Beyonce - I Am...Sasha Fierce (2008)

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There hfas been no musical force more unavoidable or unstoppable in the last couple of years than the singer, actress and performer known as Beyonce Giselle Knowles. Ever since she emerged as the main vocalist from the quartet/trio of Destiny's Child, the 27-year-old Houstonian has been a one-woman entertainment conglomerate, dominating both airwaves and the big screen with hit after hit ("Crazy In Love," "Baby Boy," "Ring The Alarm," "Upgrade U") and role after role (The Fighting Temptations, Dreamgirls, Cadillac Records).  Most peers lucky enough to obtain that level of visibility and success fall back from the spotlight after each CD and major project, allowing years worth of breathing space in-between for public demand and creativity to rebuild, but not Beyonce.  Just over 2 years after the release of her sophomore CD, B'Day, Ms.

There hfas been no musical force more unavoidable or unstoppable in the last couple of years than the singer, actress and performer known as Beyonce Giselle Knowles. Ever since she emerged as the main vocalist from the quartet/trio of Destiny's Child, the 27-year-old Houstonian has been a one-woman entertainment conglomerate, dominating both airwaves and the big screen with hit after hit ("Crazy In Love," "Baby Boy," "Ring The Alarm," "Upgrade U") and role after role (The Fighting Temptations, Dreamgirls, Cadillac Records).  Most peers lucky enough to obtain that level of visibility and success fall back from the spotlight after each CD and major project, allowing years worth of breathing space in-between for public demand and creativity to rebuild, but not Beyonce.  Just over 2 years after the release of her sophomore CD, B'Day, Ms. Knowles decided to unleash her third studio CD and first-ever double disc collection, the admirably ambitious, yet recklessly rendered I Am...Sasha Fierce.

If anyone out there is unclear on the Sasha Fierce angle, it is the name that the Ms. Knowles has bestowed on her super-sexualized and uninhibited stage persona, and it's that collection of songs that, while showcasing a slick and sassy side, also come across as the most calculated and at times, the most clumsy. "Single Ladies (Put A Ring On It)" is engaging enough, an uptempo anthem to her unattached sisters telling them to don those 'freakum dresses' once again and flash their jewel-free hands if their men don't pop the question fast enough.  "Sweet Dreams," which finds her swooning over a too-good-to-be-true guy, is another created-for-the-club ditty.

The others fall between two extremes, instantly disposable ("Scared of Lonely," "Hello,") and cringingly annoying. "Radio" would've been more fun if she didn't so laboriously change her style, because it comes across as a wanna-be Rhianna retread, and "Diva," which could be super-imposed with little effort over Lil Wayne's "A Milli," redefines the term as "the female version of a hustler" and portrays herself as game-spitting, drink-guzzling, street-savvy chick who has no time for salty haters or broke men ("if you ain't gettin' money then you ain't got nothin' for me"). "Video Phone" takes the same unbelievable route, almost juvenile in its portrayal of a worldly, wealthy woman who's suddenly become enamored by a thuggish player's sagging pants and syrupy drawl of "shawty, whatcho' nayame is"..... "Wha...you want me naked?" She purrs. "If you likin' this position you can tape it." Puh-lease.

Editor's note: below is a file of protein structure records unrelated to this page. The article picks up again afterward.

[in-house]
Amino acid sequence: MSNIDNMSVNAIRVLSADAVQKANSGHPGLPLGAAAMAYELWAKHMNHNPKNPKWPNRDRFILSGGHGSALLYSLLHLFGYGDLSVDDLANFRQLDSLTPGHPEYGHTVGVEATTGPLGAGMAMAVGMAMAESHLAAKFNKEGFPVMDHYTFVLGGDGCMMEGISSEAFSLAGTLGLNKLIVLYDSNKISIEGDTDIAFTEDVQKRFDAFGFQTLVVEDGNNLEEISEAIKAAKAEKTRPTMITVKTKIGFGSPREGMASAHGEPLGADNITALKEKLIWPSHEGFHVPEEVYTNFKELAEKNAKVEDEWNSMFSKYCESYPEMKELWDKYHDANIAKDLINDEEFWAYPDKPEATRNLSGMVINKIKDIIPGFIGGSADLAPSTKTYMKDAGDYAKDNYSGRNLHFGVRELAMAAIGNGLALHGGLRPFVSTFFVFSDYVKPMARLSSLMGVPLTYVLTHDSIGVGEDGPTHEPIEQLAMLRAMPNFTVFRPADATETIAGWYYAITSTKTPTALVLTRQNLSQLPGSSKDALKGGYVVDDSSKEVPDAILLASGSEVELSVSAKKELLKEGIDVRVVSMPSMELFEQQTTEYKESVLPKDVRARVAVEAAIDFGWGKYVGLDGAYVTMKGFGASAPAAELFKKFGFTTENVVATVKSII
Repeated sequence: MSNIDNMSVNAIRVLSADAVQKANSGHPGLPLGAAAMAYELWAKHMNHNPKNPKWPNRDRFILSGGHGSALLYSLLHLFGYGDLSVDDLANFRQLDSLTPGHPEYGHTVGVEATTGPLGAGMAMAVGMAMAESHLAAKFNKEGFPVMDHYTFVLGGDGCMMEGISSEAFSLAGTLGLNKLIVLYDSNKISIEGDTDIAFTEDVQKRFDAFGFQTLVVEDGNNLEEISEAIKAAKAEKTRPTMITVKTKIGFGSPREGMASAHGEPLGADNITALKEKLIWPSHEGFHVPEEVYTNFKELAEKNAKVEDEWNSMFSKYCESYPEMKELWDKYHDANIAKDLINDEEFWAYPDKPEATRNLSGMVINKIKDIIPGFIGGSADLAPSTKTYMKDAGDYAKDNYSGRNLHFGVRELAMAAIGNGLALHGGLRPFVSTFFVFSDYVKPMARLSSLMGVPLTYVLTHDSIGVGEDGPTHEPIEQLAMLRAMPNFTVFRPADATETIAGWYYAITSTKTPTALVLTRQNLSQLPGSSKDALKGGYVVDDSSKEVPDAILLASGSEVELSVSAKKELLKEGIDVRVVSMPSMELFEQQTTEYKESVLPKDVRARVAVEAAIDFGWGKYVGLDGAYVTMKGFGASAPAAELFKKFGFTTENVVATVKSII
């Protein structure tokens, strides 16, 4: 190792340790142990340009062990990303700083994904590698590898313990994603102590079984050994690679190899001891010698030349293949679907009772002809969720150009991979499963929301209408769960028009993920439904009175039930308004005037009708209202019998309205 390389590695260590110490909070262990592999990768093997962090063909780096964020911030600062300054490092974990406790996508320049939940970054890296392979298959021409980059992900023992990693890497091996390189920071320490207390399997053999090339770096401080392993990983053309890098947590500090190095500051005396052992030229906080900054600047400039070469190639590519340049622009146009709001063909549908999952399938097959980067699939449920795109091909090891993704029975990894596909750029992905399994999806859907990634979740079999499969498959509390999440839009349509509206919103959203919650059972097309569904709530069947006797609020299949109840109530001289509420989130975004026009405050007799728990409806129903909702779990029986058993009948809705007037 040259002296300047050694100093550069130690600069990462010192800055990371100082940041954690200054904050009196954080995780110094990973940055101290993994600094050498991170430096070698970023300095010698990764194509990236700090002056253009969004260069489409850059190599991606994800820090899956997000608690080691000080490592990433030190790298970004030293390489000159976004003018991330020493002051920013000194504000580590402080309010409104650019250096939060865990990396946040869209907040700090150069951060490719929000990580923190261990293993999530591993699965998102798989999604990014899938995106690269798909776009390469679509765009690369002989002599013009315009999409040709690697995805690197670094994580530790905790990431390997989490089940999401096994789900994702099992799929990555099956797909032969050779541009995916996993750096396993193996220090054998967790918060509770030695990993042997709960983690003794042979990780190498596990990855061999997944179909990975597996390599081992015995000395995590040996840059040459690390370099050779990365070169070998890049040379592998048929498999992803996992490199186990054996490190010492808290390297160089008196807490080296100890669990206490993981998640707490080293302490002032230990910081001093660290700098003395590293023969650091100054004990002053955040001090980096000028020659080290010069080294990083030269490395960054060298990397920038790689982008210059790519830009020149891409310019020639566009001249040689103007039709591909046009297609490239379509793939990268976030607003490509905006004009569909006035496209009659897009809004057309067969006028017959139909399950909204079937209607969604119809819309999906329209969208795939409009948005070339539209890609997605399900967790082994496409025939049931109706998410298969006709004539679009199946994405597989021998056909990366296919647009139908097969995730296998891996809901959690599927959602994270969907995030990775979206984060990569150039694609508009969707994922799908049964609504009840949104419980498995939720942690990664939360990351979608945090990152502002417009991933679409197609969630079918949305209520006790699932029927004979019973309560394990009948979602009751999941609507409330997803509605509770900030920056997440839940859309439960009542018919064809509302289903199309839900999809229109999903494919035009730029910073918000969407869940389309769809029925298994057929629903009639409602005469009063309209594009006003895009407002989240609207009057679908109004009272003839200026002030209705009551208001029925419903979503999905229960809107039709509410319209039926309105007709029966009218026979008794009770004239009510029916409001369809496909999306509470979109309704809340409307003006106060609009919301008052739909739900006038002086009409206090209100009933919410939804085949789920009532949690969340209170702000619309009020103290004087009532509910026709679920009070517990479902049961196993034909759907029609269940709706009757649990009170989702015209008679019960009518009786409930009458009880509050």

I Am, her adult-contemporary side, is beautifully delivered, if a bit by-the-numbers ("Smash Into You" and the hokey "That's Why You're Beautiful"). In addition to the poignant "If I Were a Boy," there's the shimmering "Halo," the ethereal "Satellites" and one of her most vulnerable performances ever, "Broken-Hearted Girl," where she simultaeneously rails against and pines for her true love ("I know that I love, but let me just say, I don't want to love you, in any kind of way."). "Disappear" proves that, when Ms. Knowles explores her range and forgoes her melismatic histronics, the singer can create truly timeless and tender music.

Will fans enjoy ....Sasha Fierce? Of course---some will consider her latest an adventurous foray into pop and soul, and many may welcome her going against the grain. But others may, like this critic, feel that I Am... comes across as forced and feckless, especially when compared to B'Day, which took less time to execute, but still has three times the swagger and synergy. It's hard to imagine why Beyonce, a newlywed with 2 movie roles under her belt, didn't consider it appropriate to take some time off, especially considering that her younger sister and 2 former Destiny's Child members also dropped their releases this year, but what can be envisioned is how much better this CD could've been if she had given herself at least another year to marinate her creative juices. Perhaps her demure side should've explained to the irrepressible Sasha Fierce that the spotlight is an unblinking and unforgiveable place if one remains there just for the sake of it.  

By Melody Charles

 
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